03/19/2012 06:36 pm ET Updated May 19, 2012

Chair of Financial Inquiry Commission Assails Wall Street's Continuing 'Breaches of Ethics'

On the very day that Goldman Sachs executive Greg Smith announced his resignation in revulsion over how the firm is callously "ripping their clients off, " Phil Angelides, chair of the nation's Financial Crisis Inquiry Commission, expressed his continuing disgust with how Wall Street has become "a casino floor as big as New York, New York," after wiping away $9 trillion of household wealth "like a day trade gone bad."

Speaking at a Responsible Investment Forum of investors, pension fund managers, union and community leaders convened in Los Angeles by Heartland Capital Strategies, Angelides assailed the financial system centered on Wall Street for "becoming a conduit for speculation rather than productive investment."

Citing Heartland Capital Strategies as "a clearinghouse for what's good in investment," Angelides asserted that four years after the market collapse "the financial crisis is still metastasizing."

"The ultimate tragedy of the past decade," he said, "is that we created $13 trillion in mortgage securities -- many of which were destructive -- rather than deploying that capital in ways to make us a global leader in renewable energy or in rebuilding our infrastructure."

The forum, the second of four sponsored by Heartland Capital Strategies in collaboration with the Blue Green Alliance, focused on the need to revitalize the real economy through value-added investments in the nation's infrastructure and by developing new sources of clean energy.

Recalling President Harry Truman's condemnation of Wall Street financiers as "gluttons of privilege" in their pursuit of power, Angelides said that "widespread breaches of ethics" have continued to drive maldistribution of the nation's wealth.

"Since May 2009," he pointed out, "92 percent of the nation's economic growth has gone to corporate profits and zero to wages" while also noting that we now have the lowest ratio of wages to GDP since the Great Depression.

Calling the implosion of financial markets "in many respects a crisis by design," resulting in large part from the push for deregulation, Angelides averred that the need exists to "remake the contours of our economy, not just restart it."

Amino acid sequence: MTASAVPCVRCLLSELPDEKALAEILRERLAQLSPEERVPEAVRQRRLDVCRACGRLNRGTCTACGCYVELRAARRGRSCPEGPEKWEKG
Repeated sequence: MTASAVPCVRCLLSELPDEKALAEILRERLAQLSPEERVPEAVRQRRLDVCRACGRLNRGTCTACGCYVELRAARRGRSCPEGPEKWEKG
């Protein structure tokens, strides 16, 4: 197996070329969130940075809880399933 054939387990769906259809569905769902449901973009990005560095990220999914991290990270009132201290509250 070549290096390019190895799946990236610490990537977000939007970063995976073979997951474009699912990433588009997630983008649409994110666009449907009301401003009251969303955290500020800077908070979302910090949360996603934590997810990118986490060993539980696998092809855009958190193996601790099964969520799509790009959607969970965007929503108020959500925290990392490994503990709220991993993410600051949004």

"There isn't a better time to talk about how to mobilize capital and create wealth in our economy," he concluded.

Angelides also moderated a panel of fund managers and pension consultants engaged in making value-added investments in renewable energy and energy efficiency that bring first-rate returns as well as contributing to the economy and the community at large.

Jim McDermott, Managing Director of the US Renewables Group and formerly the owner or a successful online postage business, explained that in addition to earning solid returns, unlike IT, "renewables touch people in many ways every day: engineering to design them, labor to build them, and facilities to sustain them. So they breed a long-term relationship with the community."

He advocated an investment approach that draws on the global best-of-class intellectual properties in tech being developed in American universities, scaling them up for domestic production and exporting these products, as Germany is successfully doing to great advantage.

"When people say that clean tech does not pay, it's just not true," he added. "Only those that were too highly leveraged failed."

Ed Smeloff, a project developer for SunPower and former Chair of the Sacramento Municipal Utility District, asserted that "clean tech is not a niche market, it is going to be the transformative technology for the remainder of the century, since more greenhouse gases will go into air in first 20 years of 21st century than in the entire 20th century."

Public policy has always driven the utility industry, he said, adding that what's needed now is access to the integrated network of the grid - the high voltage transmission system -- as well as "credit worthy off-takers of the system."

"What has enabled the market to take off in the U.S.," he concluded, "is tax policy for renewables," which led him to hail the extension of the Investment Tax Credit until 2016.

When Angelides asked if there has been a recalibration of return expectations by Taft-Hartley pension funds, Sarah Bernstein, a principal with the Pension Consulting Alliance (PCA) replied that since the 2008 crisis, "Everybody is lowering their perception of necessary returns. Everybody is looking at risk."

A lively discussion ensued among the 33 participants in the forum about how best to package proposals to investors to ensure their value-added qualities are recognized and compelling in the context of the current trepidation about risk.

John Williams, CEO of Impact Investments LLC, suggested that the goal should be to provide a level of due diligence beyond Taft Hartley, a protocol that builds the UN principles for Responsible Investment into proposals in order to give investors the ability to compare projects, which will encourage them to select those with the most sustainable returns, including the added value of advancing environmental, social and governance principles.

Williams said his firm is developing metrics that will make such a protocol available for fund managers and pension trustees alike to use in assessing the value-added components of proposed investments.